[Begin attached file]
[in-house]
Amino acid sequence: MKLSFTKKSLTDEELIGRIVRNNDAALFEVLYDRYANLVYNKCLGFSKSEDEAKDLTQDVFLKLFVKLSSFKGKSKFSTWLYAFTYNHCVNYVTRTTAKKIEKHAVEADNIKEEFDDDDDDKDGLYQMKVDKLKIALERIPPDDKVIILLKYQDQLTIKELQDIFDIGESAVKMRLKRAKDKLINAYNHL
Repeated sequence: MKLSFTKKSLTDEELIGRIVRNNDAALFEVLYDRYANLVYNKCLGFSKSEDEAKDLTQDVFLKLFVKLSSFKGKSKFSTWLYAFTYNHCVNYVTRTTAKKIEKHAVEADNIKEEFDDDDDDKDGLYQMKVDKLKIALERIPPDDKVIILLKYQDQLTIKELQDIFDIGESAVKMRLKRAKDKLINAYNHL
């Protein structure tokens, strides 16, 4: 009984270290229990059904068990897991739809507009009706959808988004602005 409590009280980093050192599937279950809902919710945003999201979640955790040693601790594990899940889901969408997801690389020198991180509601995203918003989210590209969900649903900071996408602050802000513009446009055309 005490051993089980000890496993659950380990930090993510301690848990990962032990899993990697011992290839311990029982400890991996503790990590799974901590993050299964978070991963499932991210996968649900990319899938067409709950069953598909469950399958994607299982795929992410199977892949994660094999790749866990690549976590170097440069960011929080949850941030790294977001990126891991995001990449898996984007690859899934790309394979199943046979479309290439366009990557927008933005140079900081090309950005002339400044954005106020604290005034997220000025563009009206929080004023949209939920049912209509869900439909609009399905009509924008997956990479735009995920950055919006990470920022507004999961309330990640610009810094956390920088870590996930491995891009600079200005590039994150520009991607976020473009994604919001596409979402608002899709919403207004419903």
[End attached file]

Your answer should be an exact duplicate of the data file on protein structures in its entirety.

[in-house]
Amino acid sequence: MKLSFTKKSLTDEELIGRIVRNNDAALFEVLYDRYANLVYNKCLGFSKSEDEAKDLTQDVFLKLFVKLSSFKGKSKFSTWLYAFTYNHCVNYVTRTTAKKIEKHAVEADNIKEEFDDDDDDKDGLYQMKVDKLKIALERIPPDDKVIILLKYQDQLTIKELQDIFDIGESAVKMRLKRAKDKLINAYNHL
Repeated sequence: MKLSFTKKSLTDEELIGRIVRNNDAALFEVLYDRYANLVYNKCLGFSKSEDEAKDLTQDVFLKLFVKLSSFKGKSKFSTWLYAFTYNHCVNYVTRTTAKKIEKHAVEADNIKEEFDDDDDDKDGLYQMKVDKLKIALERIPPDDKVIILLKYQDQLTIKELQDIFDIGESAVKMRLKRAKDKLINAYNHL
């Protein structure tokens, strides 16, 4: 009984270290229990059904068990897991739809507009009706959808988004602005 409590009280980093050192599937279950809902919710945003999201979640955790040693601790594990899940889901969408997801690389020198991180509601995203918003989210590209969900649903900071996408602050802000513009446009055309 005490051993089980000890496993659950380990930090993510301690848990990962032990899993990697011992290839311990029982400890991996503790990590799974901590993050299964978070991963499932991210996968649900990319899938067409709950069953598909469950399958994607299982795929992410199977892949994660094999790749866990690549976590170097440069960011929080949850941030790294977001990126891991995001990449898996984007690859899934790309394979199943046979479309290439366009990557927008933005140079900081090309950005002339400044954005106020604290005034997220000025563009009206929080004023949209939920049912209509869900439909609009399905009509924008997956990479735009995920950055919006990470920022507004999961309330990640610009810094956390920088870590996930491995891009600079200005590039994150520009991607976020473009994604919001596409979402608002899709919403207004419903």